Catasauqua Press

Sunday, June 25, 2017

The mission expands Miller Symphony Hall looks to increased competition beyond Allentown renaissance

Friday, September 16, 2016 by PAUL WILLISTEIN in Focus

Second of Two Parts

Editor’s Note: In the Sept. 7 Focus, Allentown Symphony Orchestra Artistic Director and Conductor Diane Wittry previewed the 2016-17 symphony season. This week, Allentown Symphony Association Executive Director Sheila K. Evans discusses other concerts and events for the season at Miller Symphony Hall, as well as the hall itself.

Miller Symphony Hall has been around a long time, long enough to go back to a time when it was probably the only game in town, and not only in Allentown, but the Lehigh Valley.

Movie Review: ‘Florence Foster Jenkins’

Friday, September 2, 2016 by PAUL WILLISTEIN in Focus

The film, “Florence Foster Jenkins,” hits a lot of sour notes.

That’s to be expected.

Florence Foster Jenkins (1868 - 1944), a Wilkes-Barre native, inherited her parents’ fortune and became a New York City arts philanthropist. Though an accomplished pianist, her vaulting ambition to be an opera singer was matched only by a colossal inability to hit the right notes.

Theater Review

Friday, September 2, 2016 by PAUL WILLISTEIN in Focus

‘Cake Off’ grist for the mill at Bucks Playhouse

Bucks County Playhouse gets back to its roots with the musical, “Cake Off,” through Sept. 10 in New Hope.

The Playhouse dates to July 1, 1939, when “Springtime for Henry,” starring Edward Everett Horton opened after the building was saved from demolition when purchased by artists, including playwright Moss Hart (“You Can’t Take It with You,” 1936; “The Man Who Came to Dinner,” 1939, and “George Washington Slept Here,” 1940, all co-written with George S. Kaufman).

Theater Review: ‘Cake Off’ grist for the mill at Bucks

Saturday, August 27, 2016 by PAUL WILLISTEIN in Focus

Bucks County Playhouse gets back to its roots with the musical, “Cake Off,” through Sept. 10 in New Hope.

The Playhouse dates to July 1, 1939, when “Springtime for Henry,” starring Edward Everett Horton opened after the building was saved from demolition when purchased by a group of artists including playwright Moss Hart (“You Can’t Take It with You,” 1936; “The Man Who Came to Dinner,” 1939, and “George Washington Slept Here,” 1940, all co-written with George S. Kaufman).

Review: ‘Captain Fantastic’

Friday, August 26, 2016 by PAUL WILLISTEIN in Focus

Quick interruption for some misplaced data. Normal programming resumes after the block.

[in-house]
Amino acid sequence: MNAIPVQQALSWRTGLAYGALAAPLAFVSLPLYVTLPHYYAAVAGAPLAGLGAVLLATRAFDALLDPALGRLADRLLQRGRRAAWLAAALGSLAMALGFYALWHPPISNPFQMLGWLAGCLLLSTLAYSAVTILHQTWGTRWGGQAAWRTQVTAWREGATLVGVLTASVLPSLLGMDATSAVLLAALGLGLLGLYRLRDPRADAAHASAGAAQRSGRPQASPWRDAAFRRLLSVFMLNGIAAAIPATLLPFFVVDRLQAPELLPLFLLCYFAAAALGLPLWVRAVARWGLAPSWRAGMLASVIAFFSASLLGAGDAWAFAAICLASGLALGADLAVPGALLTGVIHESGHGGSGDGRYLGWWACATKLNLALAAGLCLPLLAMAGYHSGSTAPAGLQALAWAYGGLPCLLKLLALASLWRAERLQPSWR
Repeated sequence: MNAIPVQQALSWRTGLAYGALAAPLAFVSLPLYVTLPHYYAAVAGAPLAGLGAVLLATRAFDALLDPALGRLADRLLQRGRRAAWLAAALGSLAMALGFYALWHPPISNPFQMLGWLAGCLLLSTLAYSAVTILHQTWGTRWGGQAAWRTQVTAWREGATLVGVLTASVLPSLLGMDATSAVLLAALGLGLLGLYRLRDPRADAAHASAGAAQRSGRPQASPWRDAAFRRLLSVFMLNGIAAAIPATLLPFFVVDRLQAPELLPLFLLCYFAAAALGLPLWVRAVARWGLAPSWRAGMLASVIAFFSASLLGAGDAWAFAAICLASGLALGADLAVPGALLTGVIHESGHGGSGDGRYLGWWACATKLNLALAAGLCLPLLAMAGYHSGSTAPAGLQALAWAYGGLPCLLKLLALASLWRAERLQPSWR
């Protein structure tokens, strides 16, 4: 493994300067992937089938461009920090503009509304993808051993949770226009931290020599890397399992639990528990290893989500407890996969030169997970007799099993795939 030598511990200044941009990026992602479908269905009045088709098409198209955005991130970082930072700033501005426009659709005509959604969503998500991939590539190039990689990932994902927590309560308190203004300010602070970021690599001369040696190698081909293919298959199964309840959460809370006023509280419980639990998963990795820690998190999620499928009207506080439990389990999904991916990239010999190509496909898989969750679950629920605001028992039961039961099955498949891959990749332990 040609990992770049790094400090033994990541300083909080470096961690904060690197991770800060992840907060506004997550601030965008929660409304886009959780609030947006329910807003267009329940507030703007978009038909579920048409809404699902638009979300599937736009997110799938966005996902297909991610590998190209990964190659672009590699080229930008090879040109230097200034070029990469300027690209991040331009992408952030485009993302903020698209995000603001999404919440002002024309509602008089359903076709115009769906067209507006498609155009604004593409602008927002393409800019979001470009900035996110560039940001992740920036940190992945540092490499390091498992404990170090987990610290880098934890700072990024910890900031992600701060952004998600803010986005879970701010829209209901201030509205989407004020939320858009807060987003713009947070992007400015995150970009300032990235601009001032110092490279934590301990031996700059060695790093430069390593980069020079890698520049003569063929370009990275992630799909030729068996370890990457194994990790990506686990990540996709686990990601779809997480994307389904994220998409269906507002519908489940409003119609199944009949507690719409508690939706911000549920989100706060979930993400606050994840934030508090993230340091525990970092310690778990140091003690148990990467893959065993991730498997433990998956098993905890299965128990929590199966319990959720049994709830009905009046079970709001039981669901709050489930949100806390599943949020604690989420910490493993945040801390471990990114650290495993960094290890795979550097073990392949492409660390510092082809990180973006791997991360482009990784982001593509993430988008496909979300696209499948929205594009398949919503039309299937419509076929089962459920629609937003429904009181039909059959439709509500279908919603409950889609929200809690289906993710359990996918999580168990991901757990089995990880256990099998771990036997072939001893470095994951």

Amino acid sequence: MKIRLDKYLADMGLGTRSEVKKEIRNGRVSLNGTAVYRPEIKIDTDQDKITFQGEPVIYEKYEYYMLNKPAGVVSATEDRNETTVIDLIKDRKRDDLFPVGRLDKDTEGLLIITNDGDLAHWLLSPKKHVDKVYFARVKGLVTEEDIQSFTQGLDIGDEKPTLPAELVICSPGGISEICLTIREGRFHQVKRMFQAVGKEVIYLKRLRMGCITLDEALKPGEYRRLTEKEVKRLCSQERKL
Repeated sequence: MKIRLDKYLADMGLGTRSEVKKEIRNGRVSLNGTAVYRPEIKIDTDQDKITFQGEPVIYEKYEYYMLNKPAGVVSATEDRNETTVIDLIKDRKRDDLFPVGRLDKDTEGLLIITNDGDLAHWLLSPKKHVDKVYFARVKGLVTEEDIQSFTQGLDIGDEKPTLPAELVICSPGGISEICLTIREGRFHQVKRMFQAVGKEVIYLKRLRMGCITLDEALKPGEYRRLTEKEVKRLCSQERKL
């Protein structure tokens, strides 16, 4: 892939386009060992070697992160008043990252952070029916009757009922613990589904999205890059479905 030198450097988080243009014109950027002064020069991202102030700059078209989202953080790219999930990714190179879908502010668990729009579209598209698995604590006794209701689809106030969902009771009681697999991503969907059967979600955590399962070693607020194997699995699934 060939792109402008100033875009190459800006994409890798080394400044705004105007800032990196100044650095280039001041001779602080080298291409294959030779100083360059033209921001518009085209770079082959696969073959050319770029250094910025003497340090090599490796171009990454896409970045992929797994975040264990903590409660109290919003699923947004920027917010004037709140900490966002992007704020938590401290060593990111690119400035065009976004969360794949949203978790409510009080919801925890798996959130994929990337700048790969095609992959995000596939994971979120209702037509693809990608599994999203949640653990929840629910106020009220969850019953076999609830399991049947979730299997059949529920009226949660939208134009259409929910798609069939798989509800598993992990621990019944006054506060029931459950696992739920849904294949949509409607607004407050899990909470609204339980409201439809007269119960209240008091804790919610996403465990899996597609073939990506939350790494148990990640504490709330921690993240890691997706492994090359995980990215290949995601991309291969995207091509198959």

“Captain Fantastic” is an inexplicably-titled film that doesn’t have to do with a captain of any sort nor anything particularly fantastic.

If the film was inspired by “O Captain! My Captain!,” Walt Whitman’s poem about the assassination of President Abraham Lincoln, it’s not apparent.

Nor is it evident that the film was inspired by the 1975 Elton John album, “Captain Fantastic and the Brown Dirt Cowboy,” and the title song’s semi-gibberish lyrics by Bernie Taupin.

The Hooters Rob Hyman reflects on Philadelphia rock band with Lehigh Valley roots

Friday, August 19, 2016 by PAUL WILLISTEIN in Focus

Rob Hyman doesn’t remember exactly when The Hooters last performed in the Lehigh Valley, but he remembers the Lehigh Valley.

“We played some clubs in Allentown. There was a place called Nikko’s [along South Eighth Street]. That was one of our early hangouts. We picked up some loyal fans.

“We started up in Levittown and Allentown and then we moved into Philly and we brought some of those fans with us,” Hyman says, pausing and then joking, “They know who they are.”

Oakes Fegley comes back a star for Civic ‘Pete’s Dragon’ premiere

Friday, August 19, 2016 by PAUL WILLISTEIN in Focus

You’ve heard the term, “Hollywood on this ... Hollywood on that ... ,” as in “Hollywood on the Hudson” (a book about the history of film-making in New York City and New Jersey), “Hollywood on the Potomac” (a web site; also, a book about the Hollywood-Washington, D.C., connection), “Hollywood on the Bayou (a web site about film-making in Louisiana) and “Hollywood on The Tiber” (a New York Times article about Rome’s Cinecittà film studio).

Movie Review: ‘Pete’s Dragon’

Friday, August 19, 2016 by PAUL WILLISTEIN in Focus

“Pete’s Dragon” is enchanting, thrilling and funny. You you may even shed a few tears.

Anchoring the film as Pete is Oakes Fegley, the young Lehigh Valley actor who started out on the Civic Theatre of Allentown stage as Tiny Tim in Charles Dickens’ “A Christmas Carol.”

Writer-director David Lowery opens “Pete’s Dragon” with a back story about an orphan boy living in the Pacific Northwest Woods for six years, and Elliot the Dragon, who has taken Pete under its wings.